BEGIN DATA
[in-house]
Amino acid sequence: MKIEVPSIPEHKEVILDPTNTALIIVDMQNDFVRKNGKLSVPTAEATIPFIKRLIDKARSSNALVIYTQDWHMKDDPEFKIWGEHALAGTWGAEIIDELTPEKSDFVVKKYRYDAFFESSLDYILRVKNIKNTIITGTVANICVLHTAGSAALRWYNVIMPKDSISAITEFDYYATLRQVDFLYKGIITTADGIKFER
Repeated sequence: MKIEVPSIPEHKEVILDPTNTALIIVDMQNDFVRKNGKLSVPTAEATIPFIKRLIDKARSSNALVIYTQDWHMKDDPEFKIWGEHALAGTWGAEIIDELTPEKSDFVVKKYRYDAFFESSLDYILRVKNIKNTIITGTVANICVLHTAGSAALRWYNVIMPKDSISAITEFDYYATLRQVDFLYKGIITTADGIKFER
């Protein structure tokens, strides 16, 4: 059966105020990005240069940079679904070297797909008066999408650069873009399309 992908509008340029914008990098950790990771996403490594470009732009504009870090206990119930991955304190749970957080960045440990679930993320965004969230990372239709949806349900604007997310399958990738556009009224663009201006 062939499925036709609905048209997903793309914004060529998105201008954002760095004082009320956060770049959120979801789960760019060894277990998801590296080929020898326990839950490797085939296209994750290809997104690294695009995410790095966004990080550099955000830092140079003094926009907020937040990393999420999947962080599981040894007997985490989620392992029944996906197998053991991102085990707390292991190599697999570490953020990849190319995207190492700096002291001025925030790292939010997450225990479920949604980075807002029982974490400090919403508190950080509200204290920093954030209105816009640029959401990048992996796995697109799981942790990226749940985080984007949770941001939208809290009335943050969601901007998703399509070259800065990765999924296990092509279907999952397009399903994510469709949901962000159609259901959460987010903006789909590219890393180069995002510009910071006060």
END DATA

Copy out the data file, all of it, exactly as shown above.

[in-house]
Amino acid sequence: MKIEVPSIPEHKEVILDPTNTALIIVDMQNDFVRKNGKLSVPTAEATIPFIKRLIDKARSSNALVIYTQDWHMKDDPEFKIWGEHALAGTWGAEIIDELTPEKSDFVVKKYRYDAFFESSLDYILRVKNIKNTIITGTVANICVLHTAGSAALRWYNVIMPKDSISAITEFDYYATLRQVDFLYKGIITTADGIKFER
Repeated sequence: MKIEVPSIPEHKEVILDPTNTALIIVDMQNDFVRKNGKLSVPTAEATIPFIKRLIDKARSSNALVIYTQDWHMKDDPEFKIWGEHALAGTWGAEIIDELTPEKSDFVVKKYRYDAFFESSLDYILRVKNIKNTIITGTVANICVLHTAGSAALRWYNVIMPKDSISAITEFDYYATLRQVDFLYKGIITTADGIKFER
């Protein structure tokens, strides 16, 4: 059966105020990005240069940079679904070297797909008066999408650069873009399309 992908509008340029914008990098950790990771996403490594470009732009504009870090206990119930991955304190749970957080960045440990679930993320965004969230990372239709949806349900604007997310399958990738556009009224663009201006 062939499925036709609905048209997903793309914004060529998105201008954002760095004082009320956060770049959120979801789960760019060894277990998801590296080929020898326990839950490797085939296209994750290809997104690294695009995410790095966004990080550099955000830092140079003094926009907020937040990393999420999947962080599981040894007997985490989620392992029944996906197998053991991102085990707390292991190599697999570490953020990849190319995207190492700096002291001025925030790292939010997450225990479920949604980075807002029982974490400090919403508190950080509200204290920093954030209105816009640029959401990048992996796995697109799981942790990226749940985080984007949770941001939208809290009335943050969601901007998703399509070259800065990765999924296990092509279907999952397009399903994510469709949901962000159609259901959460987010903006789909590219890393180069995002510009910071006060």